London pushed to limit by Attack

JIM KERNAGHAN -- London Free Press

, Last Updated: 11:47 AM ET

The most dangerous spot on the ice during last night's John Labatt Centre playoff hockey game was just to the right of Owen Sound Attack goaltender Michael Ouzas when the game was over.

London Knights' captain Dylan Hunter might say with pals like his, who needs enemies after he was engulfed in a crash of teammates when he scored 1:17 from the end of the first overtime period to give the Knights a 6-5 win in the game and a 3-2 lead in their best-of-seven series.

Not a soul left the tense arena as the extra time presented scoring opportunities at both ends, with London's Adam Dennis staving off the concerted Owen Sound offence early in the period, then Ouzas holding the Knights off as it progressed, finally conceding the decisive marker to Hunter.

The overtime win was London's third of the playoffs after two against the Soo Greyhounds in Round 1.

It's getting down to the short strokes in this topsy-turvy series and it's a question now of whether the more talented Knights can pick it up against an Owen Sound team that might be tiring after shortening its bench. The series resumes tonight in Owen Sound.

After London battled back in the third period to take the lead last night, who'd have thought the tiring Attack big line would have enough snap to square it? But it did, Bob Sanguinetti finally getting the puck past Dennis with 36 seconds remaining in regulation.

This has turned into a gritty series, with the Knights pushed to the limit by a hard-working squad that already has one upset this spring, an upending of the favoured Kitchener Rangers.

Some collars are sure to be tight tonight. Try as they might to think in terms of one game, one period or one shift at a time, it is impossible for the larger picture not to intrude in the quiet moments leading up to game time for these guys.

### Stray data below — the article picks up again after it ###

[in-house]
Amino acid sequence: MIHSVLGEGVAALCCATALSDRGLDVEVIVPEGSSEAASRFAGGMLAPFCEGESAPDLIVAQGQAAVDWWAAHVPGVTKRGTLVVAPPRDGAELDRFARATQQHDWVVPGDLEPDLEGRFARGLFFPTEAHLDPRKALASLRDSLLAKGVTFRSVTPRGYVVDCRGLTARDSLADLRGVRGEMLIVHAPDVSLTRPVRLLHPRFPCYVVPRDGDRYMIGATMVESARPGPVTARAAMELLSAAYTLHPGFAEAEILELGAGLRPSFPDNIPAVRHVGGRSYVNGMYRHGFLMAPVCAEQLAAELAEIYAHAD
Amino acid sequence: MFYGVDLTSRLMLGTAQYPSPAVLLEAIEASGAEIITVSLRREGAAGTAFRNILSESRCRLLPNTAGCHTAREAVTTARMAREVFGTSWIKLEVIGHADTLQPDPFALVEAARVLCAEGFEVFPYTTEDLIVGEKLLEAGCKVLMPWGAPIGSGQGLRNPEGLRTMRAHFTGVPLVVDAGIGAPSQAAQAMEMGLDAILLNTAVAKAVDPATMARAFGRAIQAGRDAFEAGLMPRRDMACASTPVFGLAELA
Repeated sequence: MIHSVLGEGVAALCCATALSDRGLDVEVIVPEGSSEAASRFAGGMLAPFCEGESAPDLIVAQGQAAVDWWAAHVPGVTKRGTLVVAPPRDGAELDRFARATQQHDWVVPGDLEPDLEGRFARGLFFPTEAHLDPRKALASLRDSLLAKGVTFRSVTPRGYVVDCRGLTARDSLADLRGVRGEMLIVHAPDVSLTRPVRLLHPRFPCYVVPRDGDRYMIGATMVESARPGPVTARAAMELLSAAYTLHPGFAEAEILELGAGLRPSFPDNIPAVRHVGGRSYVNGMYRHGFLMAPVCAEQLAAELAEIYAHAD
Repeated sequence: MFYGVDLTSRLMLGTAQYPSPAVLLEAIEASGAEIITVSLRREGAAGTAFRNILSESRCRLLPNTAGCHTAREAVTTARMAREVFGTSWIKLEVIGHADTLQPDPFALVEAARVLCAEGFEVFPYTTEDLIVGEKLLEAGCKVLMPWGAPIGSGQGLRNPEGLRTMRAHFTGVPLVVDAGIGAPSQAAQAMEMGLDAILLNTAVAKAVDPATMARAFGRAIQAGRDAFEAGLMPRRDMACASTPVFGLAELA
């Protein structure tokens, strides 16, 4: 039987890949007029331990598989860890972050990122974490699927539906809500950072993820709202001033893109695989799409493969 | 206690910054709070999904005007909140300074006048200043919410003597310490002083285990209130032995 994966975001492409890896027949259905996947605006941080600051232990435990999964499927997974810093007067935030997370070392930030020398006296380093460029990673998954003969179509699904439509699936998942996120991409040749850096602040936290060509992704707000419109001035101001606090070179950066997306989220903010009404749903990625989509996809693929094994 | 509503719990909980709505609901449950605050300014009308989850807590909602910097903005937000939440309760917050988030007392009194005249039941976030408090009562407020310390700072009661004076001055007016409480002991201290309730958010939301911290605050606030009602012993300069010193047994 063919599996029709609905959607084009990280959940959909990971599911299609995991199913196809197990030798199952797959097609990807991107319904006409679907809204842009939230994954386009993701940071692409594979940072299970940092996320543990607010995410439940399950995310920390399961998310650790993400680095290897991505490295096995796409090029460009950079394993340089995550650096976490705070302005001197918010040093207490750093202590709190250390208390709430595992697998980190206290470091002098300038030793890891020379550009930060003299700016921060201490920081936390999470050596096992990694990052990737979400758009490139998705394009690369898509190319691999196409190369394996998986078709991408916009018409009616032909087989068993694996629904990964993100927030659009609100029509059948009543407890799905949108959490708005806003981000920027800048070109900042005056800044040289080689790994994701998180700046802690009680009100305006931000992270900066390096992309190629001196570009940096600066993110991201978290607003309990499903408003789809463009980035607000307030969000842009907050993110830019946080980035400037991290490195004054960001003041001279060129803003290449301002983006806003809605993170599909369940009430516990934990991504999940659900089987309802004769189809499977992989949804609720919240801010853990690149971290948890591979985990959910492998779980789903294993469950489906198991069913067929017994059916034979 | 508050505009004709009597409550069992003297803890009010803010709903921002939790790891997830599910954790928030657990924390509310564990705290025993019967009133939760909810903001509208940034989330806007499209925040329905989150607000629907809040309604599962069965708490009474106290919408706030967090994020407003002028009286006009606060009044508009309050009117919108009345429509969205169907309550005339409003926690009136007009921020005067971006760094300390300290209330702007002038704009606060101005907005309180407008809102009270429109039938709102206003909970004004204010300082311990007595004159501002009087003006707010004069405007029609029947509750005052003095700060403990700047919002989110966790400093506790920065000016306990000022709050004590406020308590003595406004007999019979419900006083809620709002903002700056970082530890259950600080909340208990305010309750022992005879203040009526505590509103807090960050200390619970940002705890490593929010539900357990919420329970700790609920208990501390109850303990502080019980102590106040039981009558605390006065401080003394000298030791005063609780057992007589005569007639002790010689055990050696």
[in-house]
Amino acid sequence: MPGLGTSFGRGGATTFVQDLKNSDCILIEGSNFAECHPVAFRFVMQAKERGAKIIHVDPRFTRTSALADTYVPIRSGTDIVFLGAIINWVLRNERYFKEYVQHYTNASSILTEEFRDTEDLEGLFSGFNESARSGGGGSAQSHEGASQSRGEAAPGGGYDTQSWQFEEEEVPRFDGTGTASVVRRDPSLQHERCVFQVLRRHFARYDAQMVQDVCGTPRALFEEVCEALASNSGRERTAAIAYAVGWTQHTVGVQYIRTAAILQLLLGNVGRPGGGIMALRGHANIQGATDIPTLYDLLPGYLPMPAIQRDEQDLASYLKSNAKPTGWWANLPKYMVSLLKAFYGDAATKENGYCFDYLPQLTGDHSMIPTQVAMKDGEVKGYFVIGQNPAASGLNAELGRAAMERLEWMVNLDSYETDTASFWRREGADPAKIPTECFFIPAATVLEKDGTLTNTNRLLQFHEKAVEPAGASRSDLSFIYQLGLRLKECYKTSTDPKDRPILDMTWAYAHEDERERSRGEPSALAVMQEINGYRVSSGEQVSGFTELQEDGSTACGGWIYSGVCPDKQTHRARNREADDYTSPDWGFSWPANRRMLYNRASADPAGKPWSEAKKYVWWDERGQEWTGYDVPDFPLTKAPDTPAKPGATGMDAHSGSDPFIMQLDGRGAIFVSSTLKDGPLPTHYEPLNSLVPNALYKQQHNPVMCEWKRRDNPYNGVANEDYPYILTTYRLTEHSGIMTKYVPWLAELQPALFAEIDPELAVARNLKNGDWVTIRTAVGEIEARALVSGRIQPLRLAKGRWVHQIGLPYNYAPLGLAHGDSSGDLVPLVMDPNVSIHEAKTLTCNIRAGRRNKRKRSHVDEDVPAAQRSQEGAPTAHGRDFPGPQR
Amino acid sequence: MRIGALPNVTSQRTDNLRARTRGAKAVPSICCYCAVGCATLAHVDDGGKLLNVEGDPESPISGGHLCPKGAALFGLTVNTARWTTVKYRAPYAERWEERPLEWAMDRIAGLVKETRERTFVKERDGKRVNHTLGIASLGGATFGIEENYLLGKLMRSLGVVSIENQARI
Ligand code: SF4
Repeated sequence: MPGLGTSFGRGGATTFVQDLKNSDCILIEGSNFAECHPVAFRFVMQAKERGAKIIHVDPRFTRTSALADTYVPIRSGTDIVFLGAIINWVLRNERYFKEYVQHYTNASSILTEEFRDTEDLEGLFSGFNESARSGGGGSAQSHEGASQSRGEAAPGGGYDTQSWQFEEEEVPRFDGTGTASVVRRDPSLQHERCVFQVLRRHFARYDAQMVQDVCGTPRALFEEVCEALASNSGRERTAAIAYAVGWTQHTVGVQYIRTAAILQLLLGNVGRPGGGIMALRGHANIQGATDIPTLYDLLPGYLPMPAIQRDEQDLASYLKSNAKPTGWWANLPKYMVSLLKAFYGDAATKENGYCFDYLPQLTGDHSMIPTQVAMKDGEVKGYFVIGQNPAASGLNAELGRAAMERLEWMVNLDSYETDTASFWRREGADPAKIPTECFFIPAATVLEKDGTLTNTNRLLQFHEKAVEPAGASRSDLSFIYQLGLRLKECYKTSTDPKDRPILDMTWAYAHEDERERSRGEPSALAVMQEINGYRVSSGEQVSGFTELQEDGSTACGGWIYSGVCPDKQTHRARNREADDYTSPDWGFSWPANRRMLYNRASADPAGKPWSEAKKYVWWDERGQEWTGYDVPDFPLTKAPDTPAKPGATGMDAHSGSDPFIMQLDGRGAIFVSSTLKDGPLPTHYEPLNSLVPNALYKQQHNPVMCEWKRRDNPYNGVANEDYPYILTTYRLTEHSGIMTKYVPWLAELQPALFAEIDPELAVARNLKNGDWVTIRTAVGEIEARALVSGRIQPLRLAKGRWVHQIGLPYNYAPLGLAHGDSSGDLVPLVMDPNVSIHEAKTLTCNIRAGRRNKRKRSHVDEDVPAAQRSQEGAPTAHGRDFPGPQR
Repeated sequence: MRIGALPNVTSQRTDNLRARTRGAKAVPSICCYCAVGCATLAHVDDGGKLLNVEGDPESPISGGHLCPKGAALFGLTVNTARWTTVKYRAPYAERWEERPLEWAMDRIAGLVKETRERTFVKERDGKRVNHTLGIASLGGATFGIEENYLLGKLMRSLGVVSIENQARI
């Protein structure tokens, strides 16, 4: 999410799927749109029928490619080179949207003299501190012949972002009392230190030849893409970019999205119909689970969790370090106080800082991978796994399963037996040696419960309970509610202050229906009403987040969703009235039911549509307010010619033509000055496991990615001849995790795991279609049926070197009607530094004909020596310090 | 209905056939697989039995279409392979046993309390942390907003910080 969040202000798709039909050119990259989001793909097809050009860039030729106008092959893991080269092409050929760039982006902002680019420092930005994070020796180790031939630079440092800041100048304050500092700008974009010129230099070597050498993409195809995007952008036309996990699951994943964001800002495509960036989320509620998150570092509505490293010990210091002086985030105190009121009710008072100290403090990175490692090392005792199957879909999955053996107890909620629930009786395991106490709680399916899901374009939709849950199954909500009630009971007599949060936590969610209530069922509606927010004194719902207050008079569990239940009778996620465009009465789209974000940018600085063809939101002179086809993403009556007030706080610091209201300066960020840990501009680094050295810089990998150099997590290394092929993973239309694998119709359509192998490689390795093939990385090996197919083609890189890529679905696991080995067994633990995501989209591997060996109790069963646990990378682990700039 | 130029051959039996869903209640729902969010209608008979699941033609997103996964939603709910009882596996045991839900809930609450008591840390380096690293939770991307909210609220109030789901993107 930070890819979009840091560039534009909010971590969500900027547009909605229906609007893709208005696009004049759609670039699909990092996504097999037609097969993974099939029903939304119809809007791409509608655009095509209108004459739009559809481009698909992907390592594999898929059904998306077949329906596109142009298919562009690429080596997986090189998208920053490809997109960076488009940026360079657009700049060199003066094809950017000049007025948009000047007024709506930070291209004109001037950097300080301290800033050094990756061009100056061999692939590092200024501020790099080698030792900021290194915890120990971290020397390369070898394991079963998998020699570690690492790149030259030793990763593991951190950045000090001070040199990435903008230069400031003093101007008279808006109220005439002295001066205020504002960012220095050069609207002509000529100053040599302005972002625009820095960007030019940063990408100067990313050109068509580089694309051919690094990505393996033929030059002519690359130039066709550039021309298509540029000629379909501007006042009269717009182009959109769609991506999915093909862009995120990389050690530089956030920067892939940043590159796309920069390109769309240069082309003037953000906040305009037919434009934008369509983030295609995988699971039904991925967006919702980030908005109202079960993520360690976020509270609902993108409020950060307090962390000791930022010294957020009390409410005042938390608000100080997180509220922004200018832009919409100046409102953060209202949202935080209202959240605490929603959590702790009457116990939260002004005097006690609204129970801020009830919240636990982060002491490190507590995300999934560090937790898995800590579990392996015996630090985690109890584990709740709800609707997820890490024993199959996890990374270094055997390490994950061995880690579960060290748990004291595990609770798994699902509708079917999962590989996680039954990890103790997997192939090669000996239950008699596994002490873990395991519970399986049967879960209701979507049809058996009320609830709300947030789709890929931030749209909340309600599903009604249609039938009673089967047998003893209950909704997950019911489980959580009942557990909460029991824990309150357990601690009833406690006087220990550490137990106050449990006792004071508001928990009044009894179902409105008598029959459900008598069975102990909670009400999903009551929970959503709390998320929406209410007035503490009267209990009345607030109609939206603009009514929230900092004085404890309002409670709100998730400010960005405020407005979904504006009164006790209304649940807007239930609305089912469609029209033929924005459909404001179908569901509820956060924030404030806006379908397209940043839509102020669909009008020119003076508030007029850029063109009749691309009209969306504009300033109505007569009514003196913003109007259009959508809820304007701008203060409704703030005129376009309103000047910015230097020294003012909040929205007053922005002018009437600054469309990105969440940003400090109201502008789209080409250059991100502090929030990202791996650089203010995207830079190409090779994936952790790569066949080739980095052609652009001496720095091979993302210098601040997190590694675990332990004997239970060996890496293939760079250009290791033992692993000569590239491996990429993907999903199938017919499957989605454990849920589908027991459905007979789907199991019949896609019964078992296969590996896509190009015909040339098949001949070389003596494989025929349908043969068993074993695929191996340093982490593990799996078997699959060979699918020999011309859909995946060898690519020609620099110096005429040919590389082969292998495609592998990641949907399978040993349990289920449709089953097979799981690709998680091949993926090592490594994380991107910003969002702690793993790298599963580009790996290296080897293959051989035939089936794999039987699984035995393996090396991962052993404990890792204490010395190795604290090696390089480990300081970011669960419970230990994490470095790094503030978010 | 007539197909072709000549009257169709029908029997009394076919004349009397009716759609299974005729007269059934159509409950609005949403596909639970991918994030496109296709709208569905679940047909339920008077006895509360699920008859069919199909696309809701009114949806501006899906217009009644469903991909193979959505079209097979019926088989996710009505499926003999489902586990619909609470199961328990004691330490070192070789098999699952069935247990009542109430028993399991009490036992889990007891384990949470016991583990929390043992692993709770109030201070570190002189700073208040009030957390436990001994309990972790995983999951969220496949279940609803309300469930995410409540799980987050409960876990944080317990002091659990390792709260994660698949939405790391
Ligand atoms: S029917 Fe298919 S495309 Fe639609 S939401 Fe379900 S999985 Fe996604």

The larger picture is a season of bus rides, practices, gratifying wins, discouraging losses all couched within normal teenaged angst involving school and girlfriends and being away from home.

A lot of players have six months of striving to look back upon. To see it end inside 60 minutes is more than unpalatable.

A team becomes a family in a very real way during a long season and in the playoffs it becomes even closer as the focus ramps up. It's a time of intensity -- pain, important goals, shattering losses and glorious victories.

It has become, for the Knights, a sort of moment of truth. They were not supposed to be considered among the contenders, but here they are, bolstered as they were by the return of players such as Rob Schremp, Dylan Hunter and Dennis from National Hockey League training camps.

They are not as solid as last year's team, not with the loss of players such as Corey Perry, Danny Syvret and that tough and mature defence corps, but the Knights are full measure for where they are this playoff year.

Consider this: they've prevailed even though half their scoring power is on leave -- David Bolland through a suspension, Rob Schremp through a goal-scoring slump that, despite his pile of assists, clearly is getting under his skin.

After Josh Beaulieu scored his second of the playoffs, he stole a puck at the Owen Sound blue-line to tee up Schremp, who smashed his stick after again failing to score.

But like overtime, that's the beauty of hockey. He'll get another chance tonight, maybe again Monday at home in London.


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